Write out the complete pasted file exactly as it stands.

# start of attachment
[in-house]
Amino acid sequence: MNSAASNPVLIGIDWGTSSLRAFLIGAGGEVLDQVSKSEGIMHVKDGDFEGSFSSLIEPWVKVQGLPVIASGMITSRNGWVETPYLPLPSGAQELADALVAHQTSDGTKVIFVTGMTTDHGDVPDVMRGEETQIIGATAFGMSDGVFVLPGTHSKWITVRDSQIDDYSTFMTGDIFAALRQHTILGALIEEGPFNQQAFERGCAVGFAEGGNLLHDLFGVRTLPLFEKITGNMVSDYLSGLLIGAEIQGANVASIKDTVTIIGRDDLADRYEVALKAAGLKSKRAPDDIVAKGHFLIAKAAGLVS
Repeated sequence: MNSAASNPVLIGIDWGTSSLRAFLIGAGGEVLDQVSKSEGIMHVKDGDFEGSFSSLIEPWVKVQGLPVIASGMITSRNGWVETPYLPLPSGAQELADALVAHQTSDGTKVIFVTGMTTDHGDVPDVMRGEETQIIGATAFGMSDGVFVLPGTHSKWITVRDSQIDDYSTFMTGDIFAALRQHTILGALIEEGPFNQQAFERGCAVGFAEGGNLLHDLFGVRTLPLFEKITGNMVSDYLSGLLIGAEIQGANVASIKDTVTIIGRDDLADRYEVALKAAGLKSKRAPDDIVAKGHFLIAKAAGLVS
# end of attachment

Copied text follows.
[in-house]
Amino acid sequence: MNSAASNPVLIGIDWGTSSLRAFLIGAGGEVLDQVSKSEGIMHVKDGDFEGSFSSLIEPWVKVQGLPVIASGMITSRNGWVETPYLPLPSGAQELADALVAHQTSDGTKVIFVTGMTTDHGDVPDVMRGEETQIIGATAFGMSDGVFVLPGTHSKWITVRDSQIDDYSTFMTGDIFAALRQHTILGALIEEGPFNQQAFERGCAVGFAEGGNLLHDLFGVRTLPLFEKITGNMVSDYLSGLLIGAEIQGANVASIKDTVTIIGRDDLADRYEVALKAAGLKSKRAPDDIVAKGHFLIAKAAGLVS
Repeated sequence: MNSAASNPVLIGIDWGTSSLRAFLIGAGGEVLDQVSKSEGIMHVKDGDFEGSFSSLIEPWVKVQGLPVIASGMITSRNGWVETPYLPLPSGAQELADALVAHQTSDGTKVIFVTGMTTDHGDVPDVMRGEETQIIGATAFGMSDGVFVLPGTHSKWITVRDSQIDDYSTFMTGDIFAALRQHTILGALIEEGPFNQQAFERGCAVGFAEGGNLLHDLFGVRTLPLFEKITGNMVSDYLSGLLIGAEIQGANVASIKDTVTIIGRDDLADRYEVALKAAGLKSKRAPDDIVAKGHFLIAKAAGLVS